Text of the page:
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for colored girls and Who Else?: Reading Theater as a Site of Cultural Transformation

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Abstract:

Ntozake Shange’s for colored girls who have considered suicide / when the rainbow is enuf (1976) is widely regarded as a milestone in contemporary American theater—in its formal experimentation, feminist themes, and celebration of cultural differences. This deceptively simple piece, consisting of dance and dramatic monologues about the experience of ‘bein alive and bein a woman and bein colored,” ran for two years on Broadway and marked the beginnings of identity conscious theater in the wake of the Civil Rights movement and second-wave feminism. Over the past thirty years, Shange’s “choreopoem” has become not just a canonized piece of dramatic literature but also something of an African American cultural institution. Satirized in George C. Wolfe’s The Colored Museum, quoted in Barack Obama’s Dreams From My Father: A Story of Race and Inheritance, and riffed on in titles of books related to black women’s beauty care, for colored girls has come to function as a kind of touchstone for black female experience. This paper, however, asks that we understand for colored girls less as a marker of fixed identity and more as a site of identity re-invention. For despite Shange’s introduction in the widely used Macmillan edition of the play, which details its circuitous route from Bay Area bars to the Broadway stage, scholars have done little to examine the work’s fascinating production history and its relationship to the sphere of identity politics that the play engages.
Via an investigation of the work’s production across different institutional, geographical, and historical sites, I thus want to approach for colored girls not so much as a product of Shange’s self-expression, but as a site of cultural transformation. How did this work, which began in California as a celebration of multiracial feminism with a mixed race cast, eventually spark a heated controversy in New York about black identity? How, for that matter, did it shift from grass roots activism into a successfully marketed Broadway commodity? And finally, how do we understand this hit show’s utter failure to connect with London audiences shortly after its remarkable run on Broadway? To explore these questions, I look at three main sites of production: the Bay Area from 1974-’75, Broadway in 1976, and London in 1979. By foregrounding production history and thereby unsettling what we take to be “the text” of for colored girls, I rely not only upon the Macmillan edition and scholarly analysis of the work, but also upon the first published version of the piece (1975) by Shameless Hussy Press in Berkeley, a published interview with the founder of Shameless Hussy in which she discusses feminist cultural production in the 1970s, selected interviews with Shange, advertising materials, and critical reviews of the original Broadway and London productions. My goal, in sum, is to dislodge some of the assumed wisdom about Shange’s most famous work and to animate the shifting identities and cultural boundaries played out in its institutional history.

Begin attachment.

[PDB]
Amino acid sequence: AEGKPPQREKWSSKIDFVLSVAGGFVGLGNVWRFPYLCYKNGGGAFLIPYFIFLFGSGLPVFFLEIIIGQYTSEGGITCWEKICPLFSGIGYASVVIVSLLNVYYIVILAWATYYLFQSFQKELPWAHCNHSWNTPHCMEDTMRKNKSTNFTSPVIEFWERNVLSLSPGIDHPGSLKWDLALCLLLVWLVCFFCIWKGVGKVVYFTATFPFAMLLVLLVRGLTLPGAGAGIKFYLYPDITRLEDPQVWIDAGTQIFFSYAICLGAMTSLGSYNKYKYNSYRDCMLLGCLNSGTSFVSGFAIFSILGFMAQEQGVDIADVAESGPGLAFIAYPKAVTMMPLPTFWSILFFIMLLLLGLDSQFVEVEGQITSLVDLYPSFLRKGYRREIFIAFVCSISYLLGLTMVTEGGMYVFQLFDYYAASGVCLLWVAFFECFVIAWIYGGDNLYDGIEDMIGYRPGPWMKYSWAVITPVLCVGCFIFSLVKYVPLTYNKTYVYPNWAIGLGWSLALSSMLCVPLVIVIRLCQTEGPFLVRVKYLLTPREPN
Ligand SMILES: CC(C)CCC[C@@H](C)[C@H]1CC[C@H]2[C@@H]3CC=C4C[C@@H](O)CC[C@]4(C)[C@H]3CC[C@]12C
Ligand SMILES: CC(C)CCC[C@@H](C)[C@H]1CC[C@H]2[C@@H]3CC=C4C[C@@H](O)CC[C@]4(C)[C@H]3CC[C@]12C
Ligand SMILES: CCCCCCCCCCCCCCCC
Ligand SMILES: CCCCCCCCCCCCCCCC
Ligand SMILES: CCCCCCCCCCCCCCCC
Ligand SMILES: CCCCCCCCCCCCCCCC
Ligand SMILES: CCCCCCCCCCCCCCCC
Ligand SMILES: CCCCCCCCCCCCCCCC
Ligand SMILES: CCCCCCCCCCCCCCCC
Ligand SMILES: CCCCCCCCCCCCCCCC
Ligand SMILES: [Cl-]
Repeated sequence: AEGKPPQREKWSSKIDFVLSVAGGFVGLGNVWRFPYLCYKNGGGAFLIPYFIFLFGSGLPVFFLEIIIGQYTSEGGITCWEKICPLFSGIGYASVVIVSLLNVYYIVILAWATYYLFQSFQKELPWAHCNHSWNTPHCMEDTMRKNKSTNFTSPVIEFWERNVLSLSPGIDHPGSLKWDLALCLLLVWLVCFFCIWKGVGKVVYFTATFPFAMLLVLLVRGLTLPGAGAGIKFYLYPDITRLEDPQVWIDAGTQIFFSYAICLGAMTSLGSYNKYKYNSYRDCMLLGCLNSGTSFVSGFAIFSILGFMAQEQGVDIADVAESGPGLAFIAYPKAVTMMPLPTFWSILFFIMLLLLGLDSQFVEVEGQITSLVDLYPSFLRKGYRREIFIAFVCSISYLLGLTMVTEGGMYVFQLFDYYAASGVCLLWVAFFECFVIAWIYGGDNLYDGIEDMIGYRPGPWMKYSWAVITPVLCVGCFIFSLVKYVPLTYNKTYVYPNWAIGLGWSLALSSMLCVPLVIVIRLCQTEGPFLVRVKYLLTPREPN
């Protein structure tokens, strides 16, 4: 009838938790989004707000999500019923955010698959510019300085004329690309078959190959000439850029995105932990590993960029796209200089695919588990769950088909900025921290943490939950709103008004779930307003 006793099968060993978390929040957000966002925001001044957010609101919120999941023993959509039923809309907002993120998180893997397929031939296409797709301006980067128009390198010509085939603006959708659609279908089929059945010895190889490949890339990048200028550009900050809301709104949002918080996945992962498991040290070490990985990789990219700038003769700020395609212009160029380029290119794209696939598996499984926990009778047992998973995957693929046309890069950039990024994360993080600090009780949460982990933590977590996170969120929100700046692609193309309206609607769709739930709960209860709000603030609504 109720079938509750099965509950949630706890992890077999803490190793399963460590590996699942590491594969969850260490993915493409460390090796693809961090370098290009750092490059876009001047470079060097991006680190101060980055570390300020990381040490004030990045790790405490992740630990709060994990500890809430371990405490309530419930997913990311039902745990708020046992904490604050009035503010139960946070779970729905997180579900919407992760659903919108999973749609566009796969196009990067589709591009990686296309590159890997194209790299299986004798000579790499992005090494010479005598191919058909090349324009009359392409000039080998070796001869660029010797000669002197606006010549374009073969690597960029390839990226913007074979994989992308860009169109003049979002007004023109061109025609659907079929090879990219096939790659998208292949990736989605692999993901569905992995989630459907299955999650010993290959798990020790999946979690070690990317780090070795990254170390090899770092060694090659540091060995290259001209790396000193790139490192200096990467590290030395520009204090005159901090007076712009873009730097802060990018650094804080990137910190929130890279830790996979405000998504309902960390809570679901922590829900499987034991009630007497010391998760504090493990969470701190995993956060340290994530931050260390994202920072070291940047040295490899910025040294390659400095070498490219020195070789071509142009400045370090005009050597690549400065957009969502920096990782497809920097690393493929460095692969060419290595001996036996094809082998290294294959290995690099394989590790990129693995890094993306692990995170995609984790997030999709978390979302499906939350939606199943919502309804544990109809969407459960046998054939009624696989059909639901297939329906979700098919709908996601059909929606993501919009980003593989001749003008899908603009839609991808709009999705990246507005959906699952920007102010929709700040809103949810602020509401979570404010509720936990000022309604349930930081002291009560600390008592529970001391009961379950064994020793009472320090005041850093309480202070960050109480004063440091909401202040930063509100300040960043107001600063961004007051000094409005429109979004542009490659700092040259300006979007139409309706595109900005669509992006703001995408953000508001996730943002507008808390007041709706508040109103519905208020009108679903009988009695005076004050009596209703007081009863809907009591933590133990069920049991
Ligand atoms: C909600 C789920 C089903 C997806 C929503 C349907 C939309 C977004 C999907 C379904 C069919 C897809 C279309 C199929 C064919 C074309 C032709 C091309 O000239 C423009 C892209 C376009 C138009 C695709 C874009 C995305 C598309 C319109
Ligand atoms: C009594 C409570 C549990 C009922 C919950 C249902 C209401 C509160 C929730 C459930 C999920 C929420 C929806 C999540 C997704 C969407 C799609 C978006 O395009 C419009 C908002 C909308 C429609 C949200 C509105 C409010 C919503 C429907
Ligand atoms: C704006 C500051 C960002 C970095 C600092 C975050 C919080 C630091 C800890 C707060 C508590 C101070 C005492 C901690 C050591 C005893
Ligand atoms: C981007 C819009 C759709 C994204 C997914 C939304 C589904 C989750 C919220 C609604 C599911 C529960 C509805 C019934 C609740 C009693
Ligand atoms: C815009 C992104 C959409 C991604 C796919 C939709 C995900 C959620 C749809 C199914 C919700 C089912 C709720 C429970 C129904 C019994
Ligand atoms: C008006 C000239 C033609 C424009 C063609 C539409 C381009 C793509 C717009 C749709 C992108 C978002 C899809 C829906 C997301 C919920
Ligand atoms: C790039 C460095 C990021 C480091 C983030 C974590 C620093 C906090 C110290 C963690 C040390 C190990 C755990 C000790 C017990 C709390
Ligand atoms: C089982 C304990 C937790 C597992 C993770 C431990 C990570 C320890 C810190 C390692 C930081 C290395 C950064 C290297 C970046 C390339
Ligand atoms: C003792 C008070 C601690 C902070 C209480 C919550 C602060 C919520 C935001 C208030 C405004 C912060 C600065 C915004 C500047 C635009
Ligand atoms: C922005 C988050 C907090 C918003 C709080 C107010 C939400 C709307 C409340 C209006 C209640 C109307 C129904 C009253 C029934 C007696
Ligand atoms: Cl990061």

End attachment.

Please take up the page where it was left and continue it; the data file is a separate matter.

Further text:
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Name: The American Studies Association
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MLA Citation:

Cho, Nancy. "for colored girls and Who Else?: Reading Theater as a Site of Cultural Transformation" Paper presented at the annual meeting of the The American Studies Association, Philadelphia Marriott Downtown, Philadelphia, PA, Oct 11, 2007 <Not Available>. 2013-12-15 <http://citation.allacademic.com/meta/p186395_index.html>